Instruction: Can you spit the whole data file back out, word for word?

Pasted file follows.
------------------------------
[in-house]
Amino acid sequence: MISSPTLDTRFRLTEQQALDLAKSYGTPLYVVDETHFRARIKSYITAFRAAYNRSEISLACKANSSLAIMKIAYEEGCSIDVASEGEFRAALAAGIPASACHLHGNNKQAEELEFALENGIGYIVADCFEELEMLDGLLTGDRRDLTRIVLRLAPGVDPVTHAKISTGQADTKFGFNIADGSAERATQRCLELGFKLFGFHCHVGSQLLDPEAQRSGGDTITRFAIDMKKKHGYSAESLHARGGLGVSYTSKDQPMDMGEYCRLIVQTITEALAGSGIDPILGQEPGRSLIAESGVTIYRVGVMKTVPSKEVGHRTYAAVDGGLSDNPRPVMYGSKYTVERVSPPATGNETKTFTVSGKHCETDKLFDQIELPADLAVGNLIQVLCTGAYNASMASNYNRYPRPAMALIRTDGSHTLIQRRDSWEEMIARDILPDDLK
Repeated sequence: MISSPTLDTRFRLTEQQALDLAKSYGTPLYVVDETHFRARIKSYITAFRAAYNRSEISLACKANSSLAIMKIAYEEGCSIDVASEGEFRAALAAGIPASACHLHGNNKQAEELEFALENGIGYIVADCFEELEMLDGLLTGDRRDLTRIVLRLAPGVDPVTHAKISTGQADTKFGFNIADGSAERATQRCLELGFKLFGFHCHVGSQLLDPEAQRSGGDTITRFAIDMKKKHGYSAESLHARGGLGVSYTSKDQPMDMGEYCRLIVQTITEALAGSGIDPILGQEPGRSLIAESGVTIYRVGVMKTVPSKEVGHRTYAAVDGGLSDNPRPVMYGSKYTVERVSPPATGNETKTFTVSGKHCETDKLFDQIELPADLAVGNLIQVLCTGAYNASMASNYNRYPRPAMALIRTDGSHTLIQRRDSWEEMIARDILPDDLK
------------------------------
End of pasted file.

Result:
[in-house]
Amino acid sequence: MISSPTLDTRFRLTEQQALDLAKSYGTPLYVVDETHFRARIKSYITAFRAAYNRSEISLACKANSSLAIMKIAYEEGCSIDVASEGEFRAALAAGIPASACHLHGNNKQAEELEFALENGIGYIVADCFEELEMLDGLLTGDRRDLTRIVLRLAPGVDPVTHAKISTGQADTKFGFNIADGSAERATQRCLELGFKLFGFHCHVGSQLLDPEAQRSGGDTITRFAIDMKKKHGYSAESLHARGGLGVSYTSKDQPMDMGEYCRLIVQTITEALAGSGIDPILGQEPGRSLIAESGVTIYRVGVMKTVPSKEVGHRTYAAVDGGLSDNPRPVMYGSKYTVERVSPPATGNETKTFTVSGKHCETDKLFDQIELPADLAVGNLIQVLCTGAYNASMASNYNRYPRPAMALIRTDGSHTLIQRRDSWEEMIARDILPDDLK
Repeated sequence: MISSPTLDTRFRLTEQQALDLAKSYGTPLYVVDETHFRARIKSYITAFRAAYNRSEISLACKANSSLAIMKIAYEEGCSIDVASEGEFRAALAAGIPASACHLHGNNKQAEELEFALENGIGYIVADCFEELEMLDGLLTGDRRDLTRIVLRLAPGVDPVTHAKISTGQADTKFGFNIADGSAERATQRCLELGFKLFGFHCHVGSQLLDPEAQRSGGDTITRFAIDMKKKHGYSAESLHARGGLGVSYTSKDQPMDMGEYCRLIVQTITEALAGSGIDPILGQEPGRSLIAESGVTIYRVGVMKTVPSKEVGHRTYAAVDGGLSDNPRPVMYGSKYTVERVSPPATGNETKTFTVSGKHCETDKLFDQIELPADLAVGNLIQVLCTGAYNASMASNYNRYPRPAMALIRTDGSHTLIQRRDSWEEMIARDILPDDLK